I was of course part of the handful of people who did form a non-fic critique group. And let me tell you loud and clear, reading the group’s works was anything but boring. Quite the opposite. The pieces were interesting and made for a good deal of learning. From Christmas legends to war veteran’s stories, from a fun-column on political correctness to a member’s series of Encounters (that was the title of the series) with nature and animals, and from Native American traditions to humor columns, our group postings were what would be any reader’s delight. The subject matters were mostly informative, the writing style inviting, affectionate, perky or intimate, as need be. Rarely, if ever, was it didactic so as to turn off the general reader.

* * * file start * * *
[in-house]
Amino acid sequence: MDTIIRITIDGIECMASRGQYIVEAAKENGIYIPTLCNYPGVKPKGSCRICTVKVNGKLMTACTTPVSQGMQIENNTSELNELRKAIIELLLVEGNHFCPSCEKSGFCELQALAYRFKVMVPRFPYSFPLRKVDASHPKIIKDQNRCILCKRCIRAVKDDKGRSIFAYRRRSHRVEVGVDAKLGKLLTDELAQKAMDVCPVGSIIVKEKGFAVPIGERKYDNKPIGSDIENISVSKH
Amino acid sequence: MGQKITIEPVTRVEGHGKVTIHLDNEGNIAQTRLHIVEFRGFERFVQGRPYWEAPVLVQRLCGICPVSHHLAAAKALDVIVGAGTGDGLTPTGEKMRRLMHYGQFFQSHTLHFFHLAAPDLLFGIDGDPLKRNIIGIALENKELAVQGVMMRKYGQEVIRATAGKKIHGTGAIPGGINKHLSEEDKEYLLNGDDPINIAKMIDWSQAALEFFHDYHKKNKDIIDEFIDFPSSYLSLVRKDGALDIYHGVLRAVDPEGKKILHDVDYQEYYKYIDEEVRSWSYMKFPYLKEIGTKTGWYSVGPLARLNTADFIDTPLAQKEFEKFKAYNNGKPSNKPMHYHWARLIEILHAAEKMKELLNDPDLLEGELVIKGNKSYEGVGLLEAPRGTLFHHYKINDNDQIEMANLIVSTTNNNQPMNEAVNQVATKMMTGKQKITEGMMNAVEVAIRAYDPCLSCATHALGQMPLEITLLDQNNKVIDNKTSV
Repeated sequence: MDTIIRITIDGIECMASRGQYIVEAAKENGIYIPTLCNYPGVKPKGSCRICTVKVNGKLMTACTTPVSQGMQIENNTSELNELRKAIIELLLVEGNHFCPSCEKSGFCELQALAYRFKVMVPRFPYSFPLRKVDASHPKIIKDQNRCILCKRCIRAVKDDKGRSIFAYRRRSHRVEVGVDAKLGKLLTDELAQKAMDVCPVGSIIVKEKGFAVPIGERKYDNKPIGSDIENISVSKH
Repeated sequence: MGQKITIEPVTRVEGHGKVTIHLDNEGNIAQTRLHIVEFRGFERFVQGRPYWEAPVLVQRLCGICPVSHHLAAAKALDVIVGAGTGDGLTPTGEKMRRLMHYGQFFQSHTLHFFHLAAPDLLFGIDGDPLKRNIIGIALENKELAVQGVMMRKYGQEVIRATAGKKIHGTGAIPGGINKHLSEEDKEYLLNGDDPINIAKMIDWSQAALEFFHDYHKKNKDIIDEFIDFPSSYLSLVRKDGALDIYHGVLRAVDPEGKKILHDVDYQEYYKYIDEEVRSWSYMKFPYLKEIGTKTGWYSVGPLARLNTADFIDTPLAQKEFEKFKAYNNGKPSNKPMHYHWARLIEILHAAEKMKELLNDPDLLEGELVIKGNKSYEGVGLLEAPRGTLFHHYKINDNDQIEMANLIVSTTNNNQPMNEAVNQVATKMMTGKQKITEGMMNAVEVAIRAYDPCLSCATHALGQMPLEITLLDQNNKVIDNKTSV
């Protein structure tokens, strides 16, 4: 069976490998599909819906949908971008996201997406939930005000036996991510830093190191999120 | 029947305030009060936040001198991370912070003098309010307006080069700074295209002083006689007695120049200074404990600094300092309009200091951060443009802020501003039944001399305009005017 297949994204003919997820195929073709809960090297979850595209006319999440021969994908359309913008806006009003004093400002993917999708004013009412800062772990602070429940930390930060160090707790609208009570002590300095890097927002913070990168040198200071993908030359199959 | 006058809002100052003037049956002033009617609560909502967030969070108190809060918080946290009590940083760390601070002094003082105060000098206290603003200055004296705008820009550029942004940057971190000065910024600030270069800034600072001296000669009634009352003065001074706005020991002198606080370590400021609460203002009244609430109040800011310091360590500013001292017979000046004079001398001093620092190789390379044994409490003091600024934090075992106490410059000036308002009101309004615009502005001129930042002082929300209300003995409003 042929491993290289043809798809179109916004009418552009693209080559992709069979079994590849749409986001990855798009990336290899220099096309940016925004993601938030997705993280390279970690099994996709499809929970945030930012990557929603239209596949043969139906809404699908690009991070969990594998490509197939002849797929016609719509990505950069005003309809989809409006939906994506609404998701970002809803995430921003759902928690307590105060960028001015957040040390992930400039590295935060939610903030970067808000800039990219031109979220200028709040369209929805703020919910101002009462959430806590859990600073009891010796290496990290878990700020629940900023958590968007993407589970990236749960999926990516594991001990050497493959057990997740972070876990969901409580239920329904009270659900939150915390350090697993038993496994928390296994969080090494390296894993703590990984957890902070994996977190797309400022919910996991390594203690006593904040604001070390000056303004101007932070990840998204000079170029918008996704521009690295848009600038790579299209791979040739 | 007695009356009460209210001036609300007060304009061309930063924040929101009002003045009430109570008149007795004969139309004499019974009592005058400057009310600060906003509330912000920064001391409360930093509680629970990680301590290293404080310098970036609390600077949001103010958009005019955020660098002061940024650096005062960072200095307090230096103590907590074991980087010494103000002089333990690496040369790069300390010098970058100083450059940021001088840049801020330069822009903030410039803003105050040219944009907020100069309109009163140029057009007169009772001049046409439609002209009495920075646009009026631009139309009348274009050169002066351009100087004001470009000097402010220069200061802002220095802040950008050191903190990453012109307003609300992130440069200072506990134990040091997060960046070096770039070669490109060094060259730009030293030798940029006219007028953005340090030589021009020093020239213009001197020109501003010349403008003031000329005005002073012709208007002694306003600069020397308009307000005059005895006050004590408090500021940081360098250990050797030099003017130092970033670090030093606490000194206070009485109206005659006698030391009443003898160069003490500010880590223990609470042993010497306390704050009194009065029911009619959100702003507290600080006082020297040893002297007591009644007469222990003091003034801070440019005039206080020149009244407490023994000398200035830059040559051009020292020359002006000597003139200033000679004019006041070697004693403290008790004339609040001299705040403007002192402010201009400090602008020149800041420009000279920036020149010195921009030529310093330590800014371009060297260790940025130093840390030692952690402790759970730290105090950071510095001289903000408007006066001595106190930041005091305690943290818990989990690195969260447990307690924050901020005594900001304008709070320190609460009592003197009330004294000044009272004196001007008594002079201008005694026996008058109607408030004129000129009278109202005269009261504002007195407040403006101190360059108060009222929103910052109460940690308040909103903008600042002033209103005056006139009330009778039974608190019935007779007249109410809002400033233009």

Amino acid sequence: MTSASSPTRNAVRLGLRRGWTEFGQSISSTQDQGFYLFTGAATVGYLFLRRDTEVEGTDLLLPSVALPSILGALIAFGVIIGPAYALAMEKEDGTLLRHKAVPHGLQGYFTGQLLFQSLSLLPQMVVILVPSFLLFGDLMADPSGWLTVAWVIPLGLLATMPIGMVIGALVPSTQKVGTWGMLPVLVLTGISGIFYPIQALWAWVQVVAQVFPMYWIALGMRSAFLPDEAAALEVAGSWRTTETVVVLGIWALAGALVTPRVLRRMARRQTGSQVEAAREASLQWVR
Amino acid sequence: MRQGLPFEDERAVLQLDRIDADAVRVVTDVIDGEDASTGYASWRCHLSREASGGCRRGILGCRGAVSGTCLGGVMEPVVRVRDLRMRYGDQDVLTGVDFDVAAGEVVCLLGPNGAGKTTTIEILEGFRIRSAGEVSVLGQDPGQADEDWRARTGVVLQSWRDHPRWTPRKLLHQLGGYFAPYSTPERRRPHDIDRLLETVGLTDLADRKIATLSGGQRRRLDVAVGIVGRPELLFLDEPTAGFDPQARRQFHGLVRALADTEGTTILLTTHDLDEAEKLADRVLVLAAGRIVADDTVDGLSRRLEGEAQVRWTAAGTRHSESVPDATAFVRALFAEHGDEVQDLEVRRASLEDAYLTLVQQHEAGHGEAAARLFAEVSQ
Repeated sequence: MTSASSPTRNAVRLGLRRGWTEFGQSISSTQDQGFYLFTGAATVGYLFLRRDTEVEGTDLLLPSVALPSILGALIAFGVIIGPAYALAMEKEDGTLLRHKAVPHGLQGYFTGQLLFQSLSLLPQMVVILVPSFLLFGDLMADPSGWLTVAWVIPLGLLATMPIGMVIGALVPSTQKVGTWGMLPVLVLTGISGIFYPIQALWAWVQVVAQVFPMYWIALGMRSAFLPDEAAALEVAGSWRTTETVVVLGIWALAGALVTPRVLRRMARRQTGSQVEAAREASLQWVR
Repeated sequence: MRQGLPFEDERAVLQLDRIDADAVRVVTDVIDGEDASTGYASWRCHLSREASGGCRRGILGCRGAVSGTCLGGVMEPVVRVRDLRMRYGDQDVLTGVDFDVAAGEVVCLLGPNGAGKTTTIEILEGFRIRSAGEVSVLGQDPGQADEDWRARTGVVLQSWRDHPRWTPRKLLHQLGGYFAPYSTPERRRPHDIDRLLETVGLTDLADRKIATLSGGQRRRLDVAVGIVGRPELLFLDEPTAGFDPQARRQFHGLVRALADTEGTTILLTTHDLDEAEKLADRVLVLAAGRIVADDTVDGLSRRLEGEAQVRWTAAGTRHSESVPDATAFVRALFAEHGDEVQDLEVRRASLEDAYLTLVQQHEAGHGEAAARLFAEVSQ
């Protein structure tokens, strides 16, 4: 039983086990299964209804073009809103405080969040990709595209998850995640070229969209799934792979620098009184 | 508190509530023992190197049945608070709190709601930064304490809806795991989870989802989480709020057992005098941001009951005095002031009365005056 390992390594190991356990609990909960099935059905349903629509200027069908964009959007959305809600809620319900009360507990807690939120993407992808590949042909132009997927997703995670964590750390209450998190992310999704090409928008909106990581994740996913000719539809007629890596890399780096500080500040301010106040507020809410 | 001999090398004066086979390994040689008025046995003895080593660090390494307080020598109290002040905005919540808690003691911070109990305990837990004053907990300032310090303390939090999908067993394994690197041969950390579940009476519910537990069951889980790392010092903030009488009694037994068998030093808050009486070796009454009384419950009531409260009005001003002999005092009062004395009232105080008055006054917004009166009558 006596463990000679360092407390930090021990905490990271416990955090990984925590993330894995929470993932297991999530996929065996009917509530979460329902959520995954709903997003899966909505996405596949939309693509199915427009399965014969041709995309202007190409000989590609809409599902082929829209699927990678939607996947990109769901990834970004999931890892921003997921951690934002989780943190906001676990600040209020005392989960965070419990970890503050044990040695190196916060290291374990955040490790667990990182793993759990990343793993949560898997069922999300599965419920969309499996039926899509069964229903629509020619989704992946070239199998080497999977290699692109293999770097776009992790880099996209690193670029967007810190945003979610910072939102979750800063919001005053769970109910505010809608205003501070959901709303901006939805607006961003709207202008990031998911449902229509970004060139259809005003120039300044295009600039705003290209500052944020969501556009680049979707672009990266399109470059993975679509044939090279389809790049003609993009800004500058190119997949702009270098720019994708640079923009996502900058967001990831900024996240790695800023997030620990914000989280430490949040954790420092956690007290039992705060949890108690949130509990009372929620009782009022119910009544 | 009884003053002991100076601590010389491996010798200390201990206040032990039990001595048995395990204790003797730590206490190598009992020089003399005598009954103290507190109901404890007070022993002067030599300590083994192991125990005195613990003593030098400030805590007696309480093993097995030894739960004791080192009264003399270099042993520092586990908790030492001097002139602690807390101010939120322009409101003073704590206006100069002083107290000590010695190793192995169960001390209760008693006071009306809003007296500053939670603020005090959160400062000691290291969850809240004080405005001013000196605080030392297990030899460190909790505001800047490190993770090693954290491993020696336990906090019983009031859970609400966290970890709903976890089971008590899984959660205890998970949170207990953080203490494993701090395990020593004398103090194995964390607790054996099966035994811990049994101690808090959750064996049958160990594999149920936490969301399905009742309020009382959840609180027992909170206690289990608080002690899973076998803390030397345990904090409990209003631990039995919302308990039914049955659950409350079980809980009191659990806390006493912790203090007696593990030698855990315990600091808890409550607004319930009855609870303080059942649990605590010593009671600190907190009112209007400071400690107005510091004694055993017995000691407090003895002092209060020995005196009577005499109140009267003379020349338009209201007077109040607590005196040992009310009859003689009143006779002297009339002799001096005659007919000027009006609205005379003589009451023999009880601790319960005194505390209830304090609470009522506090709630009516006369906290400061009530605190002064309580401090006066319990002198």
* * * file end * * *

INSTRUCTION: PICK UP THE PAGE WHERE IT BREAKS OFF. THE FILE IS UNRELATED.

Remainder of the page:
My own limited reading repertoire includes some fine works of nonfiction, and I have been left satisfied and enriched as I turned the last page of each one of them. I will use this space for discussing some of these brilliant (yes, they do deserve that qualification) works and their masterly authors.
My point? Nonfiction need not be drab, eye-straining tomes filled with dry information. Just like good fiction, well-written non-fic brings places, people, cultures, and events to life. And what’s more, it tells true stories. About real people.